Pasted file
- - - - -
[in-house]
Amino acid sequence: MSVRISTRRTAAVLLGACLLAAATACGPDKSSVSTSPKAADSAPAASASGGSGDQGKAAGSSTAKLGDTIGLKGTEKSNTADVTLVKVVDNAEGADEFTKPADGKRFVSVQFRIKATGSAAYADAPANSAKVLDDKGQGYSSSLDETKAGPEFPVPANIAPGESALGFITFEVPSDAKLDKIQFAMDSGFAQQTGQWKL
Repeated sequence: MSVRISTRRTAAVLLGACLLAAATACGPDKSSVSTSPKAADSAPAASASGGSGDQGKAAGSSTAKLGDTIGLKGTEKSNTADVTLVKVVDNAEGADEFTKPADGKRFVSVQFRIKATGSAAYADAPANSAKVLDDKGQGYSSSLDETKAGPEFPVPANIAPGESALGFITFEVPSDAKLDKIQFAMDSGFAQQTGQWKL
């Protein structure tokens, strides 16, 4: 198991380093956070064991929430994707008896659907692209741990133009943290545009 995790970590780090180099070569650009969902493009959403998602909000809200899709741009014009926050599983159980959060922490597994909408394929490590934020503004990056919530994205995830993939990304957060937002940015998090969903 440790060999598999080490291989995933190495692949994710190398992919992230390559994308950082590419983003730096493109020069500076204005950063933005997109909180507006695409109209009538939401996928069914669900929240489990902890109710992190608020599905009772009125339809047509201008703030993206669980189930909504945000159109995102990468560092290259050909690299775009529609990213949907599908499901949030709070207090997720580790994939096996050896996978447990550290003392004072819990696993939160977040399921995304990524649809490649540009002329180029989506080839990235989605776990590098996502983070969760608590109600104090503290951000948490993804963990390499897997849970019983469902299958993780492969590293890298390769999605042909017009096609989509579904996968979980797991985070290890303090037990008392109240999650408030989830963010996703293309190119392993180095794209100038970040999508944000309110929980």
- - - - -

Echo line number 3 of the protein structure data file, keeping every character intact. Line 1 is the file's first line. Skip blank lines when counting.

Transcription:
Repeated sequence: MSVRISTRRTAAVLLGACLLAAATACGPDKSSVSTSPKAADSAPAASASGGSGDQGKAAGSSTAKLGDTIGLKGTEKSNTADVTLVKVVDNAEGADEFTKPADGKRFVSVQFRIKATGSAAYADAPANSAKVLDDKGQGYSSSLDETKAGPEFPVPANIAPGESALGFITFEVPSDAKLDKIQFAMDSGFAQQTGQWKL